The ice was all around:
It crack’d and growl’d, and roar’d and howl’d,
Like noises in a swound!

The ice here seems both beautiful and frightening. The crystal structures create a stunning landscape, but also represent a dangerous place. Below the surface, hidden ice waits to tear into the hulls of ships. I see the ship as a metaphor for the journey into unknown regions. The land of ice represents the realm of imagination. I therefore interpret this passage as the mariner’s voyage into the mystic, a wondrous place where the images of the world are reflected and fractured. But a mariner must remain safe within his vessel, otherwise he becomes lost in the labyrinth of ice and cannot return to the realm of reality.

It is while in the land of ice and snow that the albatross appears, guiding the ship through the mists and clouds. I see the albatross as a spirit guide whose purpose is to lead souls safely through the mystical realms of imagination, ensuring they do not get lost. But the mariner, for no apparent reason, kills the albatross. He shows no emotion and has no remorse. Essentially, his soul has been iced over and his heart is frozen. It is a cold and senseless act that displays a complete disregard for all things divine and holy. This begins the ship’s descent into horror and the darker realms of the imagination.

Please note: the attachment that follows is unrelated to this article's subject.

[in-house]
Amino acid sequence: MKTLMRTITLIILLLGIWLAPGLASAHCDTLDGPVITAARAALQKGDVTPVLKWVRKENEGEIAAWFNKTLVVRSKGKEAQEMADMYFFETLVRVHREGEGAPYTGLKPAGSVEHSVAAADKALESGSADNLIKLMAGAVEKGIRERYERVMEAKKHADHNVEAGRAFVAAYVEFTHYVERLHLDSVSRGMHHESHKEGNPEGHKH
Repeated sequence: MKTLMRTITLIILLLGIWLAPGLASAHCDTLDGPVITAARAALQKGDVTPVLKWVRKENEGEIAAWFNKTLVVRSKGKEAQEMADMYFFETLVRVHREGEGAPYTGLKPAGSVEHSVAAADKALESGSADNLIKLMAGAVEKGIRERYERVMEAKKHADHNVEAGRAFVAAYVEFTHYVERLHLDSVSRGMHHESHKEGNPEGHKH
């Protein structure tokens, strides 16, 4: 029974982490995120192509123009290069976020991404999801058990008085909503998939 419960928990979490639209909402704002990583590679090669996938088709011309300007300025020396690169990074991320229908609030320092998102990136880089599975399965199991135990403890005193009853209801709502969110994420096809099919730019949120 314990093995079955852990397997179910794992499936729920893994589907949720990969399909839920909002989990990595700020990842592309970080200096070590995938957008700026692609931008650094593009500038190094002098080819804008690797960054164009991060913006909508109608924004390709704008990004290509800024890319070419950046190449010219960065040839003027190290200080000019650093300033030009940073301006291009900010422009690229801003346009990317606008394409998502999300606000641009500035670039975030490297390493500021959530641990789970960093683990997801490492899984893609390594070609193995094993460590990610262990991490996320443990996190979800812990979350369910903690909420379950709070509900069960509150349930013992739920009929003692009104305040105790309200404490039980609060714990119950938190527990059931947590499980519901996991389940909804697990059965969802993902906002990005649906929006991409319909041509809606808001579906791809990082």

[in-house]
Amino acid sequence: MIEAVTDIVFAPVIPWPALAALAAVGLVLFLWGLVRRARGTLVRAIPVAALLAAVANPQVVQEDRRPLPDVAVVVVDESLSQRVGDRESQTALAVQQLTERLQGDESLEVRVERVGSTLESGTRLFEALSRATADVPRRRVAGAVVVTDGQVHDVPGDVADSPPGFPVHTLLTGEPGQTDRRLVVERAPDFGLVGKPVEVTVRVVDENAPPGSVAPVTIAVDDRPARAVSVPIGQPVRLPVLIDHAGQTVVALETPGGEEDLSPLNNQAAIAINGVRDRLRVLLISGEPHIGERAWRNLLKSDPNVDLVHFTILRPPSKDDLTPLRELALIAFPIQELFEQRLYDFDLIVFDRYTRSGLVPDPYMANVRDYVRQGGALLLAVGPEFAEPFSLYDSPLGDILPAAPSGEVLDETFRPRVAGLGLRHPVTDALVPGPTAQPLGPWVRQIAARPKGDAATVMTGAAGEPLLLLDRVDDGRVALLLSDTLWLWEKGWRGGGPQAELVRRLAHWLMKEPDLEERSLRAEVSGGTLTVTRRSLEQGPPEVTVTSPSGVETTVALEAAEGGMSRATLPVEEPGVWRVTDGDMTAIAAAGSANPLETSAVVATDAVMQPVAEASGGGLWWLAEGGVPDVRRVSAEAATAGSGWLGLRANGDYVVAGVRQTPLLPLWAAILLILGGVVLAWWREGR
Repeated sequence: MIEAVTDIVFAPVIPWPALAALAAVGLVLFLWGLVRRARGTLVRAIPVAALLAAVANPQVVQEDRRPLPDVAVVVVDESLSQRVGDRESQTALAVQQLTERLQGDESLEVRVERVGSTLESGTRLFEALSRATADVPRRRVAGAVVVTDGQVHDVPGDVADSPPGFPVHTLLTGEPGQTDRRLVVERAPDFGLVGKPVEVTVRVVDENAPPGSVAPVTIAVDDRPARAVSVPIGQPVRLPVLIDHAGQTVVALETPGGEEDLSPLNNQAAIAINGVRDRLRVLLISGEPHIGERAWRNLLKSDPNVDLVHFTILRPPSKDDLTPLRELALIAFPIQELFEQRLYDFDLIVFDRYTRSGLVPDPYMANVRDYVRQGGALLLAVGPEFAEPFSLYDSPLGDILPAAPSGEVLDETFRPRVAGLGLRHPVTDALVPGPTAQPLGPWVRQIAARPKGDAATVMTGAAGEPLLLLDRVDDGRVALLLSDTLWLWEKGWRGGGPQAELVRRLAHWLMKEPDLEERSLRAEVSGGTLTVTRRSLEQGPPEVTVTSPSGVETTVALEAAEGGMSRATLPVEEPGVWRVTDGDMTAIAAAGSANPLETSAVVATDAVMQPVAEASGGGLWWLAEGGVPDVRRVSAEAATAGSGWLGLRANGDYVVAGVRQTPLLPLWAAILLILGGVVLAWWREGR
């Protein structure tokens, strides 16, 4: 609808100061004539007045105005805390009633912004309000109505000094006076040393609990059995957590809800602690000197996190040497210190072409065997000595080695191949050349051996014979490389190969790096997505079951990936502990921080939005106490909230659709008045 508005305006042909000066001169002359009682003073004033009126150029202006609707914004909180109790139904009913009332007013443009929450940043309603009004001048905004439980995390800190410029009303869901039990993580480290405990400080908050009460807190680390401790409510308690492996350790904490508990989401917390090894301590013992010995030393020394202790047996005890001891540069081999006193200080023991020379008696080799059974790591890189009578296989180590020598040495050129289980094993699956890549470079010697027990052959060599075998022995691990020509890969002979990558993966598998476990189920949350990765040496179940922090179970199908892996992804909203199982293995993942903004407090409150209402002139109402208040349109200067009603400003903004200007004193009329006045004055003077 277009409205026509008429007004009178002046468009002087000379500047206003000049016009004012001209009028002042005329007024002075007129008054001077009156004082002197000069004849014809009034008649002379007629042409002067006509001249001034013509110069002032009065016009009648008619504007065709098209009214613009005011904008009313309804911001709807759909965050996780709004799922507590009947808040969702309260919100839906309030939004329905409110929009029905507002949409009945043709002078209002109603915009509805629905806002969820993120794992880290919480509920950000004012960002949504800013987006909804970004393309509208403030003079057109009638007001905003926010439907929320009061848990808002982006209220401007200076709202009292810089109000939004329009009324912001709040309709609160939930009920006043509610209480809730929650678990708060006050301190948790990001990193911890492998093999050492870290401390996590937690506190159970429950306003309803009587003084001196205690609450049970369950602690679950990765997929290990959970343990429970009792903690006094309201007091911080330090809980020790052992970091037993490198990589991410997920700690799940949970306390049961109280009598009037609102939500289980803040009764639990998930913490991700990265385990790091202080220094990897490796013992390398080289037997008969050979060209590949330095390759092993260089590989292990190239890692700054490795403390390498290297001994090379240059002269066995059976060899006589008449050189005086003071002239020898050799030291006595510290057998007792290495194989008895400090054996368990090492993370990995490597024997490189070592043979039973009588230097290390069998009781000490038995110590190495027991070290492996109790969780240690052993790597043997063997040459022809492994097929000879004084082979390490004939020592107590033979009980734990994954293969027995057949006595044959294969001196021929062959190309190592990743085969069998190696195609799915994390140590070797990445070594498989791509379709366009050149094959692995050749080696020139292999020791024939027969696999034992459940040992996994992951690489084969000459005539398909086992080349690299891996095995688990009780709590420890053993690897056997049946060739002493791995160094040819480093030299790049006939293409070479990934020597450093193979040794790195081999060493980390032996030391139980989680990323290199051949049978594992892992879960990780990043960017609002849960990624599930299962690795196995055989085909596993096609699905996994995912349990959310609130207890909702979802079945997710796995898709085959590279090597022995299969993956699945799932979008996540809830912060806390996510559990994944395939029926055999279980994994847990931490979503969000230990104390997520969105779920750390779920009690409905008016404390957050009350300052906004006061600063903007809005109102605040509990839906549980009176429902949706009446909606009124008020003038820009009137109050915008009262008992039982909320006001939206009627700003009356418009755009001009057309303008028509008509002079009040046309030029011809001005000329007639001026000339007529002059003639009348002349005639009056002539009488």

It is only after the mariner begins to feel a sense of remorse that the ship begins to move again and the divine beings return to guide the ship safely to port. The rime that coated the mariner’s heart is melted away when he realizes that his actions have consequence and that all living things, instilled with the divine spirit, are deserving of love and reverence. He reiterates this belief toward the end of the poem.

He prayeth best, who loveth best
All things both great and small;
For the dear God who loveth us,
He made and loveth all.’

I’ve often wondered why the mariner chose to recount his tale to the wedding guest. After this reading, I’ve come to believe that it is because the wedding guest is displaying the same coldness of heart that was in the mariner. The mariner sees this and chooses the guest. Likewise, the guest recognizes the mariner’s past iciness resides within himself, which adds to the fear that he feels as the mariner unfolds his tale.

Lastly, the mariner knows that unless he relives his experience through the retelling of his tale, he is at risk of returning to his cold, unfeeling state. The rime over one’s heart and soul forms quickly and silently. It is only by exposing the darker regions of one’s memory to the light that one can prevent the icing over of emotion.

I have only scratched the surface of this poem. There are so many images and metaphors which one could explore, it would be easy to write an entire book about this one poem. I encourage you read it, and if you have read it before, read it again. I have no doubt that you will discover things that you missed in your previous readings.

Click here to read the poem online, or better yet, go to a local bookstore and buy a copy of Lyrical Ballads. It’s worth the money and you’ll be supporting your local bookseller.